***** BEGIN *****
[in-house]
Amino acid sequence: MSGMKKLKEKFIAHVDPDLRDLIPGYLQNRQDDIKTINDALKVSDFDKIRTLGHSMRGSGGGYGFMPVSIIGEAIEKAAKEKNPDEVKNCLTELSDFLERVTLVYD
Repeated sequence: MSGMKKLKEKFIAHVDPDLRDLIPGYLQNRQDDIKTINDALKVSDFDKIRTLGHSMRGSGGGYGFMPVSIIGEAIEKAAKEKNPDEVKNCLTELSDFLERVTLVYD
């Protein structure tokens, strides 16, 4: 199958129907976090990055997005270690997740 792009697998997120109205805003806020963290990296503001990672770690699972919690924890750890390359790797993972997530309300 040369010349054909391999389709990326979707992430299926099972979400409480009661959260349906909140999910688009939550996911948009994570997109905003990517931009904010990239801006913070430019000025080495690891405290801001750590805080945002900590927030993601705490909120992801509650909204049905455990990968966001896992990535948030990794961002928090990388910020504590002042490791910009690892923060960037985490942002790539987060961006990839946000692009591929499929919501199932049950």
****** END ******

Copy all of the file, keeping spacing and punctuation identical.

[in-house]
Amino acid sequence: MSGMKKLKEKFIAHVDPDLRDLIPGYLQNRQDDIKTINDALKVSDFDKIRTLGHSMRGSGGGYGFMPVSIIGEAIEKAAKEKNPDEVKNCLTELSDFLERVTLVYD
Repeated sequence: MSGMKKLKEKFIAHVDPDLRDLIPGYLQNRQDDIKTINDALKVSDFDKIRTLGHSMRGSGGGYGFMPVSIIGEAIEKAAKEKNPDEVKNCLTELSDFLERVTLVYD
């Protein structure tokens, strides 16, 4: 199958129907976090990055997005270690997740 792009697998997120109205805003806020963290990296503001990672770690699972919690924890750890390359790797993972997530309300 040369010349054909391999389709990326979707992430299926099972979400409480009661959260349906909140999910688009939550996911948009994570997109905003990517931009904010990239801006913070430019000025080495690891405290801001750590805080945002900590927030993601705490909120992801509650909204049905455990990968966001896992990535948030990794961002928090990388910020504590002042490791910009690892923060960037985490942002790539987060961006990839946000692009591929499929919501199932049950």